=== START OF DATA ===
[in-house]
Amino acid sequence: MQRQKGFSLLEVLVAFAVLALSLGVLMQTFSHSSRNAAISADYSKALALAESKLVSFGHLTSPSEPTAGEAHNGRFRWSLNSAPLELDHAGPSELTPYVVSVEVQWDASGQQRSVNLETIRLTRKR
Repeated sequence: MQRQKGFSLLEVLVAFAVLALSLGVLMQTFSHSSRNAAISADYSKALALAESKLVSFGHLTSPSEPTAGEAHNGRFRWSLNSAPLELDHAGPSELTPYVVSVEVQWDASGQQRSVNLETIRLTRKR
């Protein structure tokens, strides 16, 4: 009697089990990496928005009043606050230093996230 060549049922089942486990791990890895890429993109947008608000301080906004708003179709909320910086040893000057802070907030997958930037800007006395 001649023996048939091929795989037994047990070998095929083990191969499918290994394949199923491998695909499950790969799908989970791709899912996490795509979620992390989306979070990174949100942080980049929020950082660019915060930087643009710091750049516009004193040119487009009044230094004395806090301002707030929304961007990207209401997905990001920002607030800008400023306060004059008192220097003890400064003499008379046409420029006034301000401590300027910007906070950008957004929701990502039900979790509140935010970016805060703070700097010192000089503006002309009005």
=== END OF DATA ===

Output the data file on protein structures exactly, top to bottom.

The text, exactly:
[in-house]
Amino acid sequence: MQRQKGFSLLEVLVAFAVLALSLGVLMQTFSHSSRNAAISADYSKALALAESKLVSFGHLTSPSEPTAGEAHNGRFRWSLNSAPLELDHAGPSELTPYVVSVEVQWDASGQQRSVNLETIRLTRKR
Repeated sequence: MQRQKGFSLLEVLVAFAVLALSLGVLMQTFSHSSRNAAISADYSKALALAESKLVSFGHLTSPSEPTAGEAHNGRFRWSLNSAPLELDHAGPSELTPYVVSVEVQWDASGQQRSVNLETIRLTRKR
């Protein structure tokens, strides 16, 4: 009697089990990496928005009043606050230093996230 060549049922089942486990791990890895890429993109947008608000301080906004708003179709909320910086040893000057802070907030997958930037800007006395 001649023996048939091929795989037994047990070998095929083990191969499918290994394949199923491998695909499950790969799908989970791709899912996490795509979620992390989306979070990174949100942080980049929020950082660019915060930087643009710091750049516009004193040119487009009044230094004395806090301002707030929304961007990207209401997905990001920002607030800008400023306060004059008192220097003890400064003499008379046409420029006034301000401590300027910007906070950008957004929701990502039900979790509140935010970016805060703070700097010192000089503006002309009005």